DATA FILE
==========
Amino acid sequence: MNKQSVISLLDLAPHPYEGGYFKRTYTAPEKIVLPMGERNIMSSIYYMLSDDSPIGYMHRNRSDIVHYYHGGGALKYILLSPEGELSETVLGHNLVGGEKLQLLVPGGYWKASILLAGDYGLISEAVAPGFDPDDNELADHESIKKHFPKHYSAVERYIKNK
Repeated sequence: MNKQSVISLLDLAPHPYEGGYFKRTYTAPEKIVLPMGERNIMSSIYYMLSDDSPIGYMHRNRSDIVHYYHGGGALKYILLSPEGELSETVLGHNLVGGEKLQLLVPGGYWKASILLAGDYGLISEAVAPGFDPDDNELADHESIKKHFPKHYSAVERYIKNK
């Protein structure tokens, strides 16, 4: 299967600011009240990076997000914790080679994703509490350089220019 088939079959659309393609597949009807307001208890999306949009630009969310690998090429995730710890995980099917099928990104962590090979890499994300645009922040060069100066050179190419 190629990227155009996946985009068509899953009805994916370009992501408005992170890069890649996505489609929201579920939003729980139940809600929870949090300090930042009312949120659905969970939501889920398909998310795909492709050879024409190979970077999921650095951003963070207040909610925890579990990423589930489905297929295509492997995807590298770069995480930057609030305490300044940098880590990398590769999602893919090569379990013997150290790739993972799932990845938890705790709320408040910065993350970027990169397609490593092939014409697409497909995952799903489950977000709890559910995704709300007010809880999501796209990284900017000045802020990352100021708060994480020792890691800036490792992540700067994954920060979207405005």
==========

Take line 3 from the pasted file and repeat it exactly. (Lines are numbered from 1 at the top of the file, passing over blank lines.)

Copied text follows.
């Protein structure tokens, strides 16, 4: 299967600011009240990076997000914790080679994703509490350089220019 088939079959659309393609597949009807307001208890999306949009630009969310690998090429995730710890995980099917099928990104962590090979890499994300645009922040060069100066050179190419 190629990227155009996946985009068509899953009805994916370009992501408005992170890069890649996505489609929201579920939003729980139940809600929870949090300090930042009312949120659905969970939501889920398909998310795909492709050879024409190979970077999921650095951003963070207040909610925890579990990423589930489905297929295509492997995807590298770069995480930057609030305490300044940098880590990398590769999602893919090569379990013997150290790739993972799932990845938890705790709320408040910065993350970027990169397609490593092939014409697409497909995952799903489950977000709890559910995704709300007010809880999501796209990284900017000045802020990352100021708060994480020792890691800036490792992540700067994954920060979207405005």